Liza was sitting in the area above, sipping dark liquid that gave off a whiff of nostril-burning alcohol mixed with the earthy bitterness of coffee. She was petting a neon-bright bird that sat trilling musically on her lap. Her eyes were bloodshot, with dark, puffy circles below, and she’d tied her curly hair back into a low bun to counteract its unwashed frizziness. “You’re awake.”
“I feel much better,” Siobhan said. She had a faint headache, still, but it was nothing compared to the railroad spikes of pain that had been trying to chisel her skull apart, and she could see normally out of both eyes.
Liza grunted around a mouthful of alcohol-laced coffee. “You’re lucky there’s no permanent damage.”
Siobhan acknowledged that with a wince. “What time is it?”
“About five in the morning. On Monday.”
Siobhan’s eyes widened. Whatever that healer had given her must have been an extra-strength tranquilizer. It might have even slowed some of her bodily functions. ‘Or…Liza stayed up caring for me and casting spells to empty my bladder and bowels while I slept.’ The thought sent heat rush to her cheeks. She coughed and looked away. “Oliver brought me here so I could sleep through the scrying attempts?”
“Yes. Of which there have been several, which makes me uncomfortable. So if you’re feeling better, you can leave.”
Siobhan hesitated, wondering if she should offer to pay Liza. She smacked herself mentally. If she could get away with something for free from the woman for once, she should run before Liza overcame her sleep-deprivation and came to her senses.
The sun was still a couple hours from rising as she left, and the streets were empty, a layer of unbroken snow covering everything. She pulled her cloak tighter around herself and felt the angry grumble of her empty stomach. She ducked into an empty alley to change back into Sebastien’s form, even though she probably could have transformed in the middle of the street without being noticed. She was still wearing the same clothes she’d left the University in a few days before. Hopefully Liza hadn’t thought that was strange. Women did wear trousers, after all, and even if they didn’t fit her very well, no normal person would jump to the correct conclusion.
When she got back to the University, she grabbed a change of clothes and went straight to the showers, luxuriating in the warm water and solitude.
When the rest of her dorm finally woke, she was again asleep in her bed. As the sounds of early morning preparation woke her, she realized she hadn’t done any of her homework. Rubbing her temples, she took a deep breath and swallowed a half-dose of the anti-anxiety potion. ‘I needed the rest. Missing one weekend’s worth of homework won’t lower my grade so far that I fail. Probably.’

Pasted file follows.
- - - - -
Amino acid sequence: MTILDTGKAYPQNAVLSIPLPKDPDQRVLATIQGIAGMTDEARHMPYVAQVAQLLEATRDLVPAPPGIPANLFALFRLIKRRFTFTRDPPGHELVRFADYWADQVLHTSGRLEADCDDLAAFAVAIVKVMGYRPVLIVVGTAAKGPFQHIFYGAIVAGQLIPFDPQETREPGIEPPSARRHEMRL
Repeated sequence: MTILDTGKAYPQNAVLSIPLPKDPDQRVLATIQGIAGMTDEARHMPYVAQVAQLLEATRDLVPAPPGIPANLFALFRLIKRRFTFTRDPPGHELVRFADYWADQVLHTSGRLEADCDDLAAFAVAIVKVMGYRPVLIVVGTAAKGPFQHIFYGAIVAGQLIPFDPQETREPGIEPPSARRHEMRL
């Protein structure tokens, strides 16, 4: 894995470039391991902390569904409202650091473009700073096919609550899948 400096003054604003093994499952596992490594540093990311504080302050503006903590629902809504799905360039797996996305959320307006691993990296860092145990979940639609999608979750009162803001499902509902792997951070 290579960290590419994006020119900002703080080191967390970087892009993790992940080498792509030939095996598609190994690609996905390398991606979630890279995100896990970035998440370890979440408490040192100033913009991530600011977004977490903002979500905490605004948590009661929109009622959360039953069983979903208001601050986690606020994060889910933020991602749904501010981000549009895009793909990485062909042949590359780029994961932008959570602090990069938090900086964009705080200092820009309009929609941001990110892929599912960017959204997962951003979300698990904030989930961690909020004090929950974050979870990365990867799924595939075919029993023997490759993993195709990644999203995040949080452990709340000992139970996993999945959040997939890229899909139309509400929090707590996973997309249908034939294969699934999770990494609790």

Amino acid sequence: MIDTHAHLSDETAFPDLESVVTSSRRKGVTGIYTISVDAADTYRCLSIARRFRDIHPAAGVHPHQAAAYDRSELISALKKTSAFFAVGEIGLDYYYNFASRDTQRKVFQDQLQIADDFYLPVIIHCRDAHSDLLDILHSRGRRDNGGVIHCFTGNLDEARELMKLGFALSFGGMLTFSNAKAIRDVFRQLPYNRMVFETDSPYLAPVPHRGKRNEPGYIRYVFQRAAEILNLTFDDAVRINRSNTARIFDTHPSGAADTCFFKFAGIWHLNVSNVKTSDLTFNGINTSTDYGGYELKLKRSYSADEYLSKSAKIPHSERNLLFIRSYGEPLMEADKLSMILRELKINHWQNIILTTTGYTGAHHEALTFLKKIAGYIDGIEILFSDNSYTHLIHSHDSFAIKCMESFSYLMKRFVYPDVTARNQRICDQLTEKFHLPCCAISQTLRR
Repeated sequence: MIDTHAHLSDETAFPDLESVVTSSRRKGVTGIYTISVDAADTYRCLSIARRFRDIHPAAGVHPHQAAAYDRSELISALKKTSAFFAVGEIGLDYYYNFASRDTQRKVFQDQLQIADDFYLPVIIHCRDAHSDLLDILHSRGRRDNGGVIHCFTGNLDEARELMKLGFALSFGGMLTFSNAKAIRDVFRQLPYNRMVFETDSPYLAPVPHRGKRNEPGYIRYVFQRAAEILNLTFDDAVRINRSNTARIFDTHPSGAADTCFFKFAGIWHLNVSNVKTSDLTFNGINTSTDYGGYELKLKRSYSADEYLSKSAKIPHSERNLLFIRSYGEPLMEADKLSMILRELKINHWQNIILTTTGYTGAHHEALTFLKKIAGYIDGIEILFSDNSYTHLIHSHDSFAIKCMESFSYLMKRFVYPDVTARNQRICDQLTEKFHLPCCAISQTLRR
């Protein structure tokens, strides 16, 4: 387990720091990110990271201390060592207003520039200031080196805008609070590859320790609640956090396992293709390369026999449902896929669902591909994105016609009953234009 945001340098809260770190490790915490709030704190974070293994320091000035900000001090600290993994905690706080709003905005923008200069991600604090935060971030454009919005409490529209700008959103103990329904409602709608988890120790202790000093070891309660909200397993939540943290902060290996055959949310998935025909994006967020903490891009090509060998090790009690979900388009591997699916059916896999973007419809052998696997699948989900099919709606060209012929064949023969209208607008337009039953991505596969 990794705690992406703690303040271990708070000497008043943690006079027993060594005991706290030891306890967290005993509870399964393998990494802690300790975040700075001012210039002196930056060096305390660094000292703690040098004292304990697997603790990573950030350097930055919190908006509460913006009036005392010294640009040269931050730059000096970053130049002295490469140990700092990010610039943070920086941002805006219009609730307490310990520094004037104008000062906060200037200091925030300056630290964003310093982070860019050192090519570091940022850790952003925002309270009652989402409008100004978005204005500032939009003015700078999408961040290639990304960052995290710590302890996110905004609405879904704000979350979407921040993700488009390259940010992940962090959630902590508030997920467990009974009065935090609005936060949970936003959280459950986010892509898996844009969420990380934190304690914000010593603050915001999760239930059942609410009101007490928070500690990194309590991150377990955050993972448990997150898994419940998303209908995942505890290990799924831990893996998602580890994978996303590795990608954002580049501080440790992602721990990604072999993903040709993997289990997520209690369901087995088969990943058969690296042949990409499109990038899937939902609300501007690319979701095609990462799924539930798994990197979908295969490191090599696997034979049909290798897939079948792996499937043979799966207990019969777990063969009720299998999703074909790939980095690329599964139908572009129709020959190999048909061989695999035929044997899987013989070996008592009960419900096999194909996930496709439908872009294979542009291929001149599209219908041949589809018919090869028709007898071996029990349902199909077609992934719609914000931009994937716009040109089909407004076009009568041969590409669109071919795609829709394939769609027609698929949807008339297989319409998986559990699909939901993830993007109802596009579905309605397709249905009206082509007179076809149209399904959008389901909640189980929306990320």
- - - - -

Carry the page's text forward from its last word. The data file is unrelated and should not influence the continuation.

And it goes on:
Westbay, who was just getting dressed as she left, gave her a questioning look.
She raised an eyebrow at him, and he nodded and smiled as if she’d instead given him a reassuring “Good morning, friend!”
With a snort, she left him to comb his hair three hundred times until he’d beaten every single strand into submission.
She pondered her situation as she ate the bland breakfast slop. Now that her mind was clear again, she realized she’d been acting irrationally before. Maybe it was a byproduct of the original Will-strain, added to the ongoing stress that she hadn’t been able to escape even before then.
She had been focused on peripherally important things, at the expense of neglecting the biggest problem in her life. If not for Oliver’s quick thinking, this weekend could have been entirely disastrous. ‘What would have happened if I was unconscious and helpless outside of Liza’s wards, and the coppers scried for me?’
She shuddered at the thought. ‘What happens when they scry me while I’m in the middle of casting a difficult spell, and the distraction makes my concentration slip, and I lose control of the magic?’
She forced herself to keep eating despite her sudden lack of appetite. She needed all her energy, and the basic meal options barely provided enough to sate a working thaumaturge’s increased caloric needs.
‘Letting the coppers keep my blood is unacceptable. I have to figure out how to stop their scrying attempts for good, before all the different pressures add up and something critical finally snaps. Either I’ll get caught, or I’ll lose control and succumb to Will-strain when they try and scry me at a bad time, or someone will notice when the seemingly unrelated Sebastien Siverling is casting anti-divination spells at the same times the coppers are searching for Siobhan Naught. I want to help the Stags, and I need to repay my debt, and it would be wonderful not to worry about sleep any more, but I have to dig myself out of this hole before anything else. Getting rid of these scrying attempts will make my entire life easier. I need to completely re-prioritize. I can’t believe I’ve been so complacent even as I thought I was trying my best to become prepared.’
Through her shirt, she rubbed the warding medallion her grandfather had given her, the fatigue and the shame mixing to form a prickle of tears behind her eyes. She blinked them back rapidly. ‘I still have a long way to go,’ she admitted to herself.
And so, as was becoming her habit when she had a problem, she headed to the library during her afternoon free period, before Practical Casting.
She was in the glass tunnel between the main building and the library when the sirens went off, loud and piercing and screaming of danger with their unnatural tone.
Everyone dropped whatever they were doing, some panicking, wanting to move but not knowing where to go, others moving with purpose, and a couple seeming alarmed but confused.
“It’s an Aberrant,” Sebastien heard someone say.
She realized then that she’d frozen as soon as she heard the sound, and forced herself to keep walking. Her head swiveled back and forth, her eyes wide as they absorbed everything, searching for a hint of the danger.
One of the librarians opened the door to the library, waving for the students to enter. “Come take shelter! The building has wards, and if necessary we can take refuge in the reinforced lower levels.”
Sebastien moved as quickly as she could, her face feeling like a bloodless mask. The wails of the sirens rang in her ears till the sounds overlapped and drowned everything else out, like the surface of a lake in a rainstorm.